In July John Yates was forced to resign over his handling of the phone-hacking scandal and his ties with Neil Wallis, a former senior executive at the News of the World who later worked for the police.
Last week, the Independent Police Complains Commission cleared Yates of any misconduct. And this week he announced a new job.
But the new role is not in the UK. It’s in Bahrain. Yates has been asked to overhaul the monarchy’s controversial police service with John Timoney, a former head of Miami police. He says he will draw on his experience in the Met here in London to tackle the role.
The appointment is the latest move following the damning Bassiouni report that laid out the extent of suppression over the uprising in Bahrain.
Unlawful detention, night raids, sexual abuse, beatings and electric shocks were all a part of widespread and “systematic torture.”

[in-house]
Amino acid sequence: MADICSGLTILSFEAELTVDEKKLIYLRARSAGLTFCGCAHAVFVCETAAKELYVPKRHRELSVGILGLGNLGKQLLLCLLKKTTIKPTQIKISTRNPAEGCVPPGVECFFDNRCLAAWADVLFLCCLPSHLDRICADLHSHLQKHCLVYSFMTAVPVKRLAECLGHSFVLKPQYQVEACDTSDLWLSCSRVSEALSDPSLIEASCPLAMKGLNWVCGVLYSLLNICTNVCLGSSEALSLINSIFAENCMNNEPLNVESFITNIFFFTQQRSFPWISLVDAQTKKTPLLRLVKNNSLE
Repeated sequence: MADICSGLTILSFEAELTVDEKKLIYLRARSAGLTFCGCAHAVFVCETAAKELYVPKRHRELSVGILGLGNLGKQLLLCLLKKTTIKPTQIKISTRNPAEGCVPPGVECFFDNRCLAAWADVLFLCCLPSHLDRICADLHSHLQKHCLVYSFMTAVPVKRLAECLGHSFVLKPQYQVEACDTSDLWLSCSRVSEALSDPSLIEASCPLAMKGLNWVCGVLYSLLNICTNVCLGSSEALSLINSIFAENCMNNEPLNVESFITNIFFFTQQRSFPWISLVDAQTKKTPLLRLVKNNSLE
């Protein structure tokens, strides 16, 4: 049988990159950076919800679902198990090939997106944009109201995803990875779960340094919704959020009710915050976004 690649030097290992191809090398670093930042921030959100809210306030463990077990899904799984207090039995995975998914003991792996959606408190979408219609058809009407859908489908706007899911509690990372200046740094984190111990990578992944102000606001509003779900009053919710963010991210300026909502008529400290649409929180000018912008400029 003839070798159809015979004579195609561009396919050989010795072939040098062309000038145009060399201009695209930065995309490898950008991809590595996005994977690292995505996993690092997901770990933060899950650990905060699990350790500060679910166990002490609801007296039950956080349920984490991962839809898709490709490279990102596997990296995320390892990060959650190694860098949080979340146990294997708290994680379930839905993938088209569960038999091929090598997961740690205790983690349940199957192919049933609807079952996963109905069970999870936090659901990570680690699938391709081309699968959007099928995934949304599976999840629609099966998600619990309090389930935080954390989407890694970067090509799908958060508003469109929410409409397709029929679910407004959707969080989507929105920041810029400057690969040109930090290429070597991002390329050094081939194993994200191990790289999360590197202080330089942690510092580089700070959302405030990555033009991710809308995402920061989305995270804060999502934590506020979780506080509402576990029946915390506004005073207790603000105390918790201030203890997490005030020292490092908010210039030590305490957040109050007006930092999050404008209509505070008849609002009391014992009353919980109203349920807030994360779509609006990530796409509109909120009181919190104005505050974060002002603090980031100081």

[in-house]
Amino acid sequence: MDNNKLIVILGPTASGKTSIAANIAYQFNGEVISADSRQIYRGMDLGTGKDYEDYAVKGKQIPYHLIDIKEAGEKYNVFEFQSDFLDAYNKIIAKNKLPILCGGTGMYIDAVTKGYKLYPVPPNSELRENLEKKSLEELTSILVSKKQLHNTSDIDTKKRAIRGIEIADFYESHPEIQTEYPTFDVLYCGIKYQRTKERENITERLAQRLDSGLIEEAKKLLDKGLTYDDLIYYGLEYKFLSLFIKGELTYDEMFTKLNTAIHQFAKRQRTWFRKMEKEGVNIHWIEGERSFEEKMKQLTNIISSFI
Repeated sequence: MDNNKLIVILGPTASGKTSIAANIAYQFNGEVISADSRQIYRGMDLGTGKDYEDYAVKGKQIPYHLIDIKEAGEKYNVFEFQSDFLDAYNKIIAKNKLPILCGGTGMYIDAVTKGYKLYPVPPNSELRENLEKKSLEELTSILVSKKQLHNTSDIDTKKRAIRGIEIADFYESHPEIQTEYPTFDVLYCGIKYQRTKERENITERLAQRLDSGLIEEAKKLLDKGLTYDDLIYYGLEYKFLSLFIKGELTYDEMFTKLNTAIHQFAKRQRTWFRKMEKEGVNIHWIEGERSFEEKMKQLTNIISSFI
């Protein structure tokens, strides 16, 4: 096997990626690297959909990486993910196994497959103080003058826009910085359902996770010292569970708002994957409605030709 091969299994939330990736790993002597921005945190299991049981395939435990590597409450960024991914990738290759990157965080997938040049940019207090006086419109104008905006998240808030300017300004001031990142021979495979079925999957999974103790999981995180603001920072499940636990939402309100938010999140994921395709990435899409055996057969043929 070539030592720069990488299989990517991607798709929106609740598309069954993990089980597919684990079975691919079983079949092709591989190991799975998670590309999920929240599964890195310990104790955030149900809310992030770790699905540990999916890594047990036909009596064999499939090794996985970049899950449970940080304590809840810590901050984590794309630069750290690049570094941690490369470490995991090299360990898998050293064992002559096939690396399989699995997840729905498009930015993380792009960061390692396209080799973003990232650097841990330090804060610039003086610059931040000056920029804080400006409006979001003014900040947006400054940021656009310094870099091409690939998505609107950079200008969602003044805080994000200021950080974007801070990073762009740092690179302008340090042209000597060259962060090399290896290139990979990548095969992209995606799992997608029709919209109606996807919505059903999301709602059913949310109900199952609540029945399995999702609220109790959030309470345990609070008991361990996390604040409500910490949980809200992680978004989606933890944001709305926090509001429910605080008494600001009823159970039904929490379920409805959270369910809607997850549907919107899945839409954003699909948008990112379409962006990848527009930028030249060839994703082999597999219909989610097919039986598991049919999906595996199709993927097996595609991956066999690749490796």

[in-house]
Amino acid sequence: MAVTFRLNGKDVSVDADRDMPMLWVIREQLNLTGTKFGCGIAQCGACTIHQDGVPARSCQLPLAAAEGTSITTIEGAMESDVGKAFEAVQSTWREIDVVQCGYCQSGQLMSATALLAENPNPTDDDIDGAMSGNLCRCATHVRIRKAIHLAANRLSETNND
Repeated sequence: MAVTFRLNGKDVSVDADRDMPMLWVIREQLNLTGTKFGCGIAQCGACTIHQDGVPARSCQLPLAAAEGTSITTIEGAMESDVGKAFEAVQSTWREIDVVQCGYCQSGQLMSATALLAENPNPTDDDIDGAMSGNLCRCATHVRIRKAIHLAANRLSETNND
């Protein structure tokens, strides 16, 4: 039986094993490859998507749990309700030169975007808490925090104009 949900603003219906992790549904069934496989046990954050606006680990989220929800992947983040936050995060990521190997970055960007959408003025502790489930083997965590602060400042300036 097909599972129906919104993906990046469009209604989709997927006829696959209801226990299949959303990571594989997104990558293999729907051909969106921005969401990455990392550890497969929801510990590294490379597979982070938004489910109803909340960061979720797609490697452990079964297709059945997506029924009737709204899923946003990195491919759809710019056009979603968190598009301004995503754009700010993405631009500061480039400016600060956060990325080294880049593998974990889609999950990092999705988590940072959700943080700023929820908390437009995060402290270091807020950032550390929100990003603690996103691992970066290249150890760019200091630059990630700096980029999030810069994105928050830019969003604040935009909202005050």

King Hamad bin Isa al-Khalifa, Bahrain’s monarch has apologised and promised to turn a new page. Yates’ hiring is a key part of the plan.
King Hamad has promised to reform institutions to international standards and prosecute corrupt officials. He removed the head of the National Security Agency, appointed a committee to implement the report and set up a standing human rights body.
Saudi and UAE troops remain in Bahrain. Thousands are still in jail, some on death row. And reports suggest violence against protestors continue. For Bahraini’s who have faced decades of brutal dictatorship, any change by the ruling monarchy is taken with caution. They say only real reform will do.